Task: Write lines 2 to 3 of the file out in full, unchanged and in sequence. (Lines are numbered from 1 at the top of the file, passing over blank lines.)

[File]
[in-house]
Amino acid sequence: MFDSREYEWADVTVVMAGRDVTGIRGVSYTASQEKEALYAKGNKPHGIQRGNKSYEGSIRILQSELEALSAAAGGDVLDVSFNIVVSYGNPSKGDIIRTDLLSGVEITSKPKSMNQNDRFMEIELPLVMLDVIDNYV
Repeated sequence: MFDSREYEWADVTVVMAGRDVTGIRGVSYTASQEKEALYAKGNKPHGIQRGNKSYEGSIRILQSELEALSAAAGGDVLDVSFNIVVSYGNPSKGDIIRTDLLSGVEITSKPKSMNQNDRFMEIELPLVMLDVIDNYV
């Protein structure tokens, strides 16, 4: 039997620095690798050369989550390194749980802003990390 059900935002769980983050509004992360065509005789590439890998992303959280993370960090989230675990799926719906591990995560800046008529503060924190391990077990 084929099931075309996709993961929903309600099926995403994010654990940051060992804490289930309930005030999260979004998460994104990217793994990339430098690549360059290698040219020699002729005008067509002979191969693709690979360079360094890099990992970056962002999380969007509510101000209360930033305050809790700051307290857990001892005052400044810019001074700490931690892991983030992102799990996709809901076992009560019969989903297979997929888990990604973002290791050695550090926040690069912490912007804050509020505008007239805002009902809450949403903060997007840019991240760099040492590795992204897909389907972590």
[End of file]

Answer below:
Amino acid sequence: MFDSREYEWADVTVVMAGRDVTGIRGVSYTASQEKEALYAKGNKPHGIQRGNKSYEGSIRILQSELEALSAAAGGDVLDVSFNIVVSYGNPSKGDIIRTDLLSGVEITSKPKSMNQNDRFMEIELPLVMLDVIDNYV
Repeated sequence: MFDSREYEWADVTVVMAGRDVTGIRGVSYTASQEKEALYAKGNKPHGIQRGNKSYEGSIRILQSELEALSAAAGGDVLDVSFNIVVSYGNPSKGDIIRTDLLSGVEITSKPKSMNQNDRFMEIELPLVMLDVIDNYV